Some contractors have found that bumping up from 52- to 72-inch mowers in certain applications can help reduce man-hours by 70%.
Stockpiling materials for several months at a time can be appealing from a price-discount standpoint, but can also starve your company of needed cash.
Although the market for landscaping services has definitely improved, there is still a level of uncertainty out there with respect to things like regulations, health care, fuel and materials costs, and so on. Five successful landscape contractors who recently participated in a financial management webinar hosted by A Better Way 2 Learn Financials offer some tips on budgeting for success in 2013.
There is much debate over the way fuel should be reported; as a direct cost of goods sold or as a part of overhead. Regardless of how you report it, you need to have some historical data in order to make solid projections.
If you know how much fuel you've used in the past, along with the hours you've put on your trucks and equipment, you can get a pretty good idea as to how much fuel you'll use in the coming year based on the work you have booked. Then you can check out data such as the U.S. Energy Information Agency's short-term energy outlook to get a feel for where gas prices will presumably be in the coming year, allowing you to reasonably forecast your fuel costs.
However, it's still a good idea to write surcharge language into your contracts. This way, if there is a sudden, unexpected spike in gas prices as some point during the year, you can recover the added cost.
The challenge with respect to things like hardscapes, fertilizers and herbicides is that they can be cash killers. While buying in bulk to attain discounts can be appealing, it can also backfire on you. Carrying inventory from March through November, for example, can starve your company of needed cash—in addition to leaving you with a lot of waste at season's end.
Overhead Staff Accountability
Take a long, hard look at your work processes and organizational structure. Are you fully utilizing all of your people? Is there accountability?
By making sure important processes are as efficient as possible, and that your managers are actually managing, you could very well be able to reduce the number of salaried support positions in your company. Furthermore, you could very well find that expenditures on things like office supplies and even project materials will decline because of the tighter controls that are put into place.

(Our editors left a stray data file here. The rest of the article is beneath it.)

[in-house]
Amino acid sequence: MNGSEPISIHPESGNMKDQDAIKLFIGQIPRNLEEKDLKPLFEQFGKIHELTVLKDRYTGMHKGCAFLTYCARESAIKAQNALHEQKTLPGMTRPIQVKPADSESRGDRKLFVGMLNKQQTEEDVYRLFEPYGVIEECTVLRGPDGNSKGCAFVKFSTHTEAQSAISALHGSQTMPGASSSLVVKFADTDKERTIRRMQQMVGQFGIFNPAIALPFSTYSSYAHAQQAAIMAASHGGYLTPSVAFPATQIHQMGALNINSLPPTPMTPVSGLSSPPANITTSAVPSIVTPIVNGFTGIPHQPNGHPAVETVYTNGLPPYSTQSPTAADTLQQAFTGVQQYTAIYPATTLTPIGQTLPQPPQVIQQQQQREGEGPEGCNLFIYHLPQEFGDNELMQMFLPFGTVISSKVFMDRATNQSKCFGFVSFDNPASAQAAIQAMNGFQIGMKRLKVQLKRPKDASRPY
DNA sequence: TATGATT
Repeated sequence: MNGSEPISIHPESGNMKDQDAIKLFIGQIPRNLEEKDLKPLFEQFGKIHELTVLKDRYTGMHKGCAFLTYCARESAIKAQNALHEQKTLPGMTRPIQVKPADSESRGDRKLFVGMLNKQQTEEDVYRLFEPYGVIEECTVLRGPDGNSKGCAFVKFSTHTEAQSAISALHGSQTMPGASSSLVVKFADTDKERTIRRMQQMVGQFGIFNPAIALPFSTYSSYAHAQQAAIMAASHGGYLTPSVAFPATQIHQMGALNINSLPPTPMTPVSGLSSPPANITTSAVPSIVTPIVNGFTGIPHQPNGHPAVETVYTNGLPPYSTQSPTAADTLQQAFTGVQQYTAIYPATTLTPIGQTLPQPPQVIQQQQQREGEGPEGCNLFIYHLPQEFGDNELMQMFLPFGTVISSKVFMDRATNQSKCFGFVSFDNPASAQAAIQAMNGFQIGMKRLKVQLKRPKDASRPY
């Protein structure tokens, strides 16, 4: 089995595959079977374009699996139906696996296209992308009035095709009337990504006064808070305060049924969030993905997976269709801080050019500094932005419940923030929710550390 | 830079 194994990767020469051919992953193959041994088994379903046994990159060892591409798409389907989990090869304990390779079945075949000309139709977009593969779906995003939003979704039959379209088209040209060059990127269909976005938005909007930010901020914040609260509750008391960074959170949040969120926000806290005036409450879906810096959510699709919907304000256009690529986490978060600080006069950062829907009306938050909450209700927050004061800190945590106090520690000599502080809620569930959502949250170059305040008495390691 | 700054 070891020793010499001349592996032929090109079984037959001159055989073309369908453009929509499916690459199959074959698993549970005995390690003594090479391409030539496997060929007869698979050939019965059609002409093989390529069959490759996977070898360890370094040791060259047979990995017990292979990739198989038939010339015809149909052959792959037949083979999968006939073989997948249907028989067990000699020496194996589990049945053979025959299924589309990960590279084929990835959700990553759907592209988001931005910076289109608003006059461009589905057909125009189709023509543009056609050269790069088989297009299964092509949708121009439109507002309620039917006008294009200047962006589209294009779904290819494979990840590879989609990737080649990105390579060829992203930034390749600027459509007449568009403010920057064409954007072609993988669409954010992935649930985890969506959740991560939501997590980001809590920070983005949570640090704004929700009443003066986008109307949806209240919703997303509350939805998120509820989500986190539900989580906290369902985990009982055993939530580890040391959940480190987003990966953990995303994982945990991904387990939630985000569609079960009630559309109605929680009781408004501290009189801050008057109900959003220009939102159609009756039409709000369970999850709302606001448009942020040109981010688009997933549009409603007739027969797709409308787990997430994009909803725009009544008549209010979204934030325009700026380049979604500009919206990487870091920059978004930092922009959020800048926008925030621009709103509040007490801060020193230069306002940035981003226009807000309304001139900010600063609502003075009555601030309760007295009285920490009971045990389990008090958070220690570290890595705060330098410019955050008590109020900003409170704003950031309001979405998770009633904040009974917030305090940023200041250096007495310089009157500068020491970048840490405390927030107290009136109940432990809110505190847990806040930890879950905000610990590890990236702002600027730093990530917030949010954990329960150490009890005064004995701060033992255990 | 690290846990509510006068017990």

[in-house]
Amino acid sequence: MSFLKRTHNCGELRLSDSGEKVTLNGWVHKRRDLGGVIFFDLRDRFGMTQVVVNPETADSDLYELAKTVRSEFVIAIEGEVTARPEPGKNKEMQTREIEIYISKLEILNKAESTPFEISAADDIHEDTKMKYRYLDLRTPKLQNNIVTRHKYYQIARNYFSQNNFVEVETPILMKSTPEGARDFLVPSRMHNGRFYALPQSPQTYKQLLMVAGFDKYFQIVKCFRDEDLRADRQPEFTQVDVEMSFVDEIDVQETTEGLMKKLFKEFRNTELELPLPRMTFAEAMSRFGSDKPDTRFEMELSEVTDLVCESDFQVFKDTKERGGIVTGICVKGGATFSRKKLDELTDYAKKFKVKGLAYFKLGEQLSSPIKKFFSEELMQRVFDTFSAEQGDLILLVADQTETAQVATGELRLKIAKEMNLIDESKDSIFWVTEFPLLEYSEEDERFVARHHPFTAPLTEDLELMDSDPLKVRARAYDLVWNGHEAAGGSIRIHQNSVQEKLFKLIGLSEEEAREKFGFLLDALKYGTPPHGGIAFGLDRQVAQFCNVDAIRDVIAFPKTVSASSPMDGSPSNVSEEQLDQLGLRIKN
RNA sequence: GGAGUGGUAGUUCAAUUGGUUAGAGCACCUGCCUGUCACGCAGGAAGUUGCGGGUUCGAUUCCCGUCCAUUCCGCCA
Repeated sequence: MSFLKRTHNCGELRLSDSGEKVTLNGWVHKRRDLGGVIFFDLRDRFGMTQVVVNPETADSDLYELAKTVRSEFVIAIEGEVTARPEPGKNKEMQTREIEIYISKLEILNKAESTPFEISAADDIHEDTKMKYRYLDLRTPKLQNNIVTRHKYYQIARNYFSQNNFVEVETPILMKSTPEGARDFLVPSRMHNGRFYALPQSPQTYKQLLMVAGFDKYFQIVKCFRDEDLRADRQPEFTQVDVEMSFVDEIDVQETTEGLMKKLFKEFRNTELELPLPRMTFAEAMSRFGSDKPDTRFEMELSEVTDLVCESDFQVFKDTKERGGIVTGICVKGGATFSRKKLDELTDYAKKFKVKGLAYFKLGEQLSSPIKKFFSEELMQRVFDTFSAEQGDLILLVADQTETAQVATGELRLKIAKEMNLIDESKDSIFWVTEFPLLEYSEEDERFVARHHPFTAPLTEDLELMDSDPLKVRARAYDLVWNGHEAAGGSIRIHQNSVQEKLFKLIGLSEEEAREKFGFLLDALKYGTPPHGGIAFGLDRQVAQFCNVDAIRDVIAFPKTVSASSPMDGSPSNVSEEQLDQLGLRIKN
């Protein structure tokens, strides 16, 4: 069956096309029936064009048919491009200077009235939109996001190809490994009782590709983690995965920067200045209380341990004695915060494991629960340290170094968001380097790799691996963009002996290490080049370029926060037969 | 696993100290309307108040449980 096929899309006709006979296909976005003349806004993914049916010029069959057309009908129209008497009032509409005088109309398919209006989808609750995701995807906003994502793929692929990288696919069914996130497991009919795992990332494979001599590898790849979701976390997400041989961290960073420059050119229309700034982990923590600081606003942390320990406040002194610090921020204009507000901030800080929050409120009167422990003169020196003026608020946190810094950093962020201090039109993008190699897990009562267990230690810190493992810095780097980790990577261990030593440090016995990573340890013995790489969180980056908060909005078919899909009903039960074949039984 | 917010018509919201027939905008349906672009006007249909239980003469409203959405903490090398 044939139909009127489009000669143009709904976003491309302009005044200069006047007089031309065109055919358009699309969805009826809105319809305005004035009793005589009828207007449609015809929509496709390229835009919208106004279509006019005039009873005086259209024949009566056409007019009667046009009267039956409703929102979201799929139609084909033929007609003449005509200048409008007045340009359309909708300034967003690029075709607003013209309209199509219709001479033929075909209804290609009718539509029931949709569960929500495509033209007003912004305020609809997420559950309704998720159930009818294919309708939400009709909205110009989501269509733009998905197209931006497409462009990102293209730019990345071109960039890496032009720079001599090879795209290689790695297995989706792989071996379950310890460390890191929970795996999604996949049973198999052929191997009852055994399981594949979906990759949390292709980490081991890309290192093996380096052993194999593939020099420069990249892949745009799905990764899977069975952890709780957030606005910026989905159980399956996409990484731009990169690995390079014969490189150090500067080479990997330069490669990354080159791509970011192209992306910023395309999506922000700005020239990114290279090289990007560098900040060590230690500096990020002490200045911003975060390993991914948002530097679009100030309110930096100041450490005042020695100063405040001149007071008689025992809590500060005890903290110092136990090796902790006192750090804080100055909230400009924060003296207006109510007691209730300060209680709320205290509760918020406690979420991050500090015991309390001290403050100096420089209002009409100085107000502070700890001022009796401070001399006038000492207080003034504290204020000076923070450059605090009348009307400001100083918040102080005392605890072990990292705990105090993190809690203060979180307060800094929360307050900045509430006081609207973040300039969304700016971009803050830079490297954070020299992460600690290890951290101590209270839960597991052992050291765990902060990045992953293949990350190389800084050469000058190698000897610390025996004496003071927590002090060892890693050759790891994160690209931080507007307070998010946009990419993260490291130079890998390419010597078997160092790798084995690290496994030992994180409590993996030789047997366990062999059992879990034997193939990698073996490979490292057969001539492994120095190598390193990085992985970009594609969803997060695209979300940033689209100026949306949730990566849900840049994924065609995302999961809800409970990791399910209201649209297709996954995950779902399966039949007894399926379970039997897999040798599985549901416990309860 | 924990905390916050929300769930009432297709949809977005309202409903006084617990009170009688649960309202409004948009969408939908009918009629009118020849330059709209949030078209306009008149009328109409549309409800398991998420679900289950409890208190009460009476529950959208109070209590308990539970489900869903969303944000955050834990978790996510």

Investments in Technology
Computers, mobile devices, software and other technological tools cost money. But they can also save you lots of money over time.
Investments in things like business management software, laptop computers for your trucks, smartphones and tablets for managers, etc., can help you reduce the amount of non-billable man-hours dedicated to data entry and other administrative functions. You might even be able to reduce—or at least maintain—head count as a result.
Investments in Marketing
Opinions vary as to how much you should budget for marketing. Some contractors allocate 1-2% of sales, others go as high as 5-8%. Still others boast about "not having to spend anything on marketing" (word of mouth does it all).
You must decide how much your company should spend. This decision should be based on what your objectives are, and what your desired return on investment is. That means you have to measure where your leads are coming from, the quality of the leads, and the close ratio. That's the only way to know if your marketing efforts are working, and whether or not you should consider spending more or less on those efforts.
Investments in Training
Most contractors agree that training is necessary. The questions that come up include: what, when, and how much?
Again, historical data can be your guide. Look at your employees' typical billable vs. non-billable time. If you want to implement additional training, think about how much; maybe another half-hour a week, for example. Then you can adjust your budget for non-billable time accordingly.
Investments in Equipment
During the mid-2000s, most contractors were replacing mowers every two or three years. Many have since switched to a three- to five-year replacement cycle, keeping a close eye on that crucial 2,000-hour mark.
Whether you're talking about mowers, trimmers, skid steers or what have you, it's important to manage each piece of equipment individually so repair bills and downtime aren't hindering your ability to generate revenue and hit your profit goals. Additionally, with some of the financing programs available today, it could be a lot less expensive to simply buy new equipment than to keep sticking money into repairs month after month.
An emerging trend is for contractors to streamline their fleets so crews are operating the same equipment as much as possible. This makes equipment maintenance, vendor management and employee training much easier—potentially helping you to save thousands of dollars per year.
Another emerging trend is the gravitation toward more productive equipment. For example, switching from 52- to 72-inch mowers, when practical, could help you reduce man-hours by roughly 70% in some instances.
The Think Tank
- Dean DeSantis of DeSantis Landscapes in Portland, OR
- Dennis Bariball of Hemlock Landscapes in Chagrin Falls, OH
- Derek Gracely of Capstone Landscape Management in Greenville, SC
- Russ Marsan of Carpenter & Costin in Rutland, VT
- Wes Ory of Heritage Lawns in Kansas City, MO